- Carranza S, Arnold EN, Geniez P, Roca J, Mateo JA. Radiation, multiple dispersal and parallelism in the skinks, Chalcides and Sphenops (Squamata: Scincidae), with comments on Scincus and Scincopus and the age of the Sahara Desert. Mol Phylogenet Evol. 2008;46:1071–94.View ArticlePubMedGoogle Scholar
- Carranza S, Arnold EN. Systematics, biogeography, and evolution of Hemidactylus geckos (Reptilia: Gekkonidae) elucidated using mitochondrial DNA sequences. Mol Phylogenet Evol. 2006;38:531–45.View ArticlePubMedGoogle Scholar
- Carranza S, Arnold EN, Amat F. DNA phylogeny of Lacerta (Iberolacerta) and other lacertine lizards (Reptilia: Lacertidae): did competition cause longterm mountain restriction? Syst Biodivers. 2004;2:57–77.Google Scholar
- Stamatakis A. RAxML-VI-HPC: maximum likelihood-based phylogenetic analyses with thousands of taxa and mixed models. Bioinformatics. 2006;22:2688–90.View ArticlePubMedGoogle Scholar
- Stamatakis A, Blagojevic F, Nikolopoulos DS, Antonopoulos CD. Exploring New Search Algorithms and Hardware for Phylogenetics: RAxML Meets the IBM Cell. J VLSI Signal Proc Syst Signal Image Video Technol. 2007;48:271–86.View ArticleGoogle Scholar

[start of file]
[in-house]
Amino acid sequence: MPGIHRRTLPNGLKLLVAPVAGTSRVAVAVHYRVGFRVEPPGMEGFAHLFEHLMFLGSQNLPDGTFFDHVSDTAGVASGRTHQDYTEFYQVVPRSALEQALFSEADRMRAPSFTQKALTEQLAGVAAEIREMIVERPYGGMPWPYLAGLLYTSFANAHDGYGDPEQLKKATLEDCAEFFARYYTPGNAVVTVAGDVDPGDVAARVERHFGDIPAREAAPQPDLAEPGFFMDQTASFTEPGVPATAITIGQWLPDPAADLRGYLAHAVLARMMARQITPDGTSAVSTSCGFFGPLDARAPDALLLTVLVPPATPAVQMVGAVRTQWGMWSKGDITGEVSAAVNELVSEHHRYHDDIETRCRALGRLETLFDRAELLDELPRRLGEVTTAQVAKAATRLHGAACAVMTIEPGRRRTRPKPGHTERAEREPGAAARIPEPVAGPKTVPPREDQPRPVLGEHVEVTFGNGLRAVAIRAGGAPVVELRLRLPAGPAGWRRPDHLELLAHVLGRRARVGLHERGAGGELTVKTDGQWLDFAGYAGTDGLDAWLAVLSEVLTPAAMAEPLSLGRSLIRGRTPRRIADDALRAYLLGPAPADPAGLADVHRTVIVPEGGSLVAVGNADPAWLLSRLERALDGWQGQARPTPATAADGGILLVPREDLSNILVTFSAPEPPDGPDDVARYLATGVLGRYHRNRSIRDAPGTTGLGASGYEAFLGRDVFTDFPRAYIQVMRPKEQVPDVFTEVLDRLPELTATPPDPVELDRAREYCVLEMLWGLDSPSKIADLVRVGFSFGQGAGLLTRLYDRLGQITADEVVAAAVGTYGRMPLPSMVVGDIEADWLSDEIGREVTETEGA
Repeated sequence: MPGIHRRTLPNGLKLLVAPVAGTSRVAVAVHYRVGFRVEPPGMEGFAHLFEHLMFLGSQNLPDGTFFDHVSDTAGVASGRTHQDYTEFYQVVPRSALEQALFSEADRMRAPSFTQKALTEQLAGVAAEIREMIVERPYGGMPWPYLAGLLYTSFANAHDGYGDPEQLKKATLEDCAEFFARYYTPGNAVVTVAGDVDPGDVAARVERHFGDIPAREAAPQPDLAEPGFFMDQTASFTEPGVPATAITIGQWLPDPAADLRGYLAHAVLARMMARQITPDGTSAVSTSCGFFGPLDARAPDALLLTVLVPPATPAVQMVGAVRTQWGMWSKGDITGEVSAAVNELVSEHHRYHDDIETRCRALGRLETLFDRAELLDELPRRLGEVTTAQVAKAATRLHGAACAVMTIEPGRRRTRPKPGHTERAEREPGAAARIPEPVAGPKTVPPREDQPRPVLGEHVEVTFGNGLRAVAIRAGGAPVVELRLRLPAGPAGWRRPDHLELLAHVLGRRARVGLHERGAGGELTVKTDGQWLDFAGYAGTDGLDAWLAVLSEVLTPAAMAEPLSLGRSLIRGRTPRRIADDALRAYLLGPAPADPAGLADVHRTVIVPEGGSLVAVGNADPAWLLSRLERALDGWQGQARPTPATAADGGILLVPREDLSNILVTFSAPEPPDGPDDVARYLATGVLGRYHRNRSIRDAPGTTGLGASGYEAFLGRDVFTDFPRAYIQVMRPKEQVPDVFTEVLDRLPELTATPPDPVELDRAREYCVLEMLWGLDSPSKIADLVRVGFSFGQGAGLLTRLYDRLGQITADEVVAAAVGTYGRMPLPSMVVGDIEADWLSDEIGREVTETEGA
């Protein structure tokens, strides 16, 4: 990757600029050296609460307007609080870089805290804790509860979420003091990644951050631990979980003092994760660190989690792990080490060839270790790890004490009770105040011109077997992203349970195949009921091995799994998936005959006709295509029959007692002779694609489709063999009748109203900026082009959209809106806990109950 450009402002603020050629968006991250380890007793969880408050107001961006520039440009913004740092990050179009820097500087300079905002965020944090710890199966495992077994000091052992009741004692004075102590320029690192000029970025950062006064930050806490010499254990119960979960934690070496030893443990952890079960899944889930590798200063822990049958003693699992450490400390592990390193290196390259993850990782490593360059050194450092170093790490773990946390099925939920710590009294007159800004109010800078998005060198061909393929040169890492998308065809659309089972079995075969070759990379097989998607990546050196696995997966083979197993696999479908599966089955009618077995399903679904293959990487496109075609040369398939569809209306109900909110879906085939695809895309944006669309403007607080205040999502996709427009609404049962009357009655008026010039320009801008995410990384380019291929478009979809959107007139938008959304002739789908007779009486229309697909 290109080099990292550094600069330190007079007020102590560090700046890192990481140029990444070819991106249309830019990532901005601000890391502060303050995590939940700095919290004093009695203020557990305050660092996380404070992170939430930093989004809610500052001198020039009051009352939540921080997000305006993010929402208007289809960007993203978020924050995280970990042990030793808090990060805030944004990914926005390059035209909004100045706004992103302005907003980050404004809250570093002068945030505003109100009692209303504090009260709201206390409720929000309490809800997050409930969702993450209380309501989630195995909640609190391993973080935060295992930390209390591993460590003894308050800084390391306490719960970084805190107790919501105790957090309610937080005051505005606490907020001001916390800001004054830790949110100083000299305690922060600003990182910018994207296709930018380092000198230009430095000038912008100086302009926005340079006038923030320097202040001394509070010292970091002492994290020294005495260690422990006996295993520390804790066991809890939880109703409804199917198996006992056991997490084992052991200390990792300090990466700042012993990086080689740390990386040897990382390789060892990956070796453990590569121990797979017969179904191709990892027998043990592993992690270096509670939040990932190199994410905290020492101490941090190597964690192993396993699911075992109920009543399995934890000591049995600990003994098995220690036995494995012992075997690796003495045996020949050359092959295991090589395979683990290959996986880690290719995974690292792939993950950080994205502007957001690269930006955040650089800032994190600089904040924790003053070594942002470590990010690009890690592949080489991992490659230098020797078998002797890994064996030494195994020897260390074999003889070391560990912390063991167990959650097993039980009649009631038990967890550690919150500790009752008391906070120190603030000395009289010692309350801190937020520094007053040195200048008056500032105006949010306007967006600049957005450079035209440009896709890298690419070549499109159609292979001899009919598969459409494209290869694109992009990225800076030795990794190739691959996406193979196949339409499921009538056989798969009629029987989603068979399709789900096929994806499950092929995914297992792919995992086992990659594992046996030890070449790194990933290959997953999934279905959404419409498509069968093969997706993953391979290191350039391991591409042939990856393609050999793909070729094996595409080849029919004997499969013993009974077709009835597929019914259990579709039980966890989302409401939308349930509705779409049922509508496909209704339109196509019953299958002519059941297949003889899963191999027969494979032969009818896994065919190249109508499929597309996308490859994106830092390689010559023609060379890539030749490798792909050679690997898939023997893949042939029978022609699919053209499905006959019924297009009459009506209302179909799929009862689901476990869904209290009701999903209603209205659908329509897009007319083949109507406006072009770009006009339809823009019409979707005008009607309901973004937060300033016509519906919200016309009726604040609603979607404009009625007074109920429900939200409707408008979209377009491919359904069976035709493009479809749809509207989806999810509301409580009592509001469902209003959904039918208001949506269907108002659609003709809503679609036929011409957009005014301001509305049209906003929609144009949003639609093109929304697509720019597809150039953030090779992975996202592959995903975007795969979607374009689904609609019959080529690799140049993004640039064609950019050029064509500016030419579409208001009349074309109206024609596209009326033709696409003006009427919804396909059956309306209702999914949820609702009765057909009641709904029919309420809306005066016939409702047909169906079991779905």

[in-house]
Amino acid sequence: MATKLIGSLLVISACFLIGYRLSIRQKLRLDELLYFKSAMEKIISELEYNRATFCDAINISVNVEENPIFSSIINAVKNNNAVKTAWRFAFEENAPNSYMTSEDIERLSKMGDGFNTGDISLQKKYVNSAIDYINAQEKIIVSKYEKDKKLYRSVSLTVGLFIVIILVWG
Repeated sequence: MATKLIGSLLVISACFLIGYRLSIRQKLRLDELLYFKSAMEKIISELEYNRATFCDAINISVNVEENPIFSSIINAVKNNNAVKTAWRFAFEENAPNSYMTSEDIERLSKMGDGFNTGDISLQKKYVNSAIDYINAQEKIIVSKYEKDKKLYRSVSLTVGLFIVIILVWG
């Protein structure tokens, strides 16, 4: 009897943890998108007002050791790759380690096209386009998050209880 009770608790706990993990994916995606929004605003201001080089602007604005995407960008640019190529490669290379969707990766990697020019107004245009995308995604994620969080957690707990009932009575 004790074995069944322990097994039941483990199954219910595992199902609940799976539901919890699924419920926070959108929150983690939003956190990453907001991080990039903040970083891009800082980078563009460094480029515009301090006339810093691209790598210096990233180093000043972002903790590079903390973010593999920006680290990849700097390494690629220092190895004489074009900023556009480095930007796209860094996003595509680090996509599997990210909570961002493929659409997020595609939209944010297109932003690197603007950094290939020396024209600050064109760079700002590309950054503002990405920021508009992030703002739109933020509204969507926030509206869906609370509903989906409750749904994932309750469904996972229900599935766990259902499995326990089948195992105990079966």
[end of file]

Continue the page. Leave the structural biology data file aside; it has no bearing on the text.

- Bandelt H-J, Forster P, Röhl A. Median-joining networks for inferring intraspecific phylogenies. Mol Biol Evol. 1999;16:37–48.View ArticlePubMedGoogle Scholar
- Zhang J, Kapli P, Pavlidis P, Stamatakis A. A general species delimitation method with applications to phylogenetic placements. Bioinformatics. 2013;29:2869–76.View ArticlePubMedPubMed CentralGoogle Scholar
- Hammer Ø, Harper DAT, Ryan PD. PAST: Paleontological statistics software package for education and data analysis. Palaeontol Electron. 2001;4:1–9.Google Scholar
- R Core Team. R: A language and environment for statistical computing. Vienna: R Foundation for Statistical Computing; 2016.Google Scholar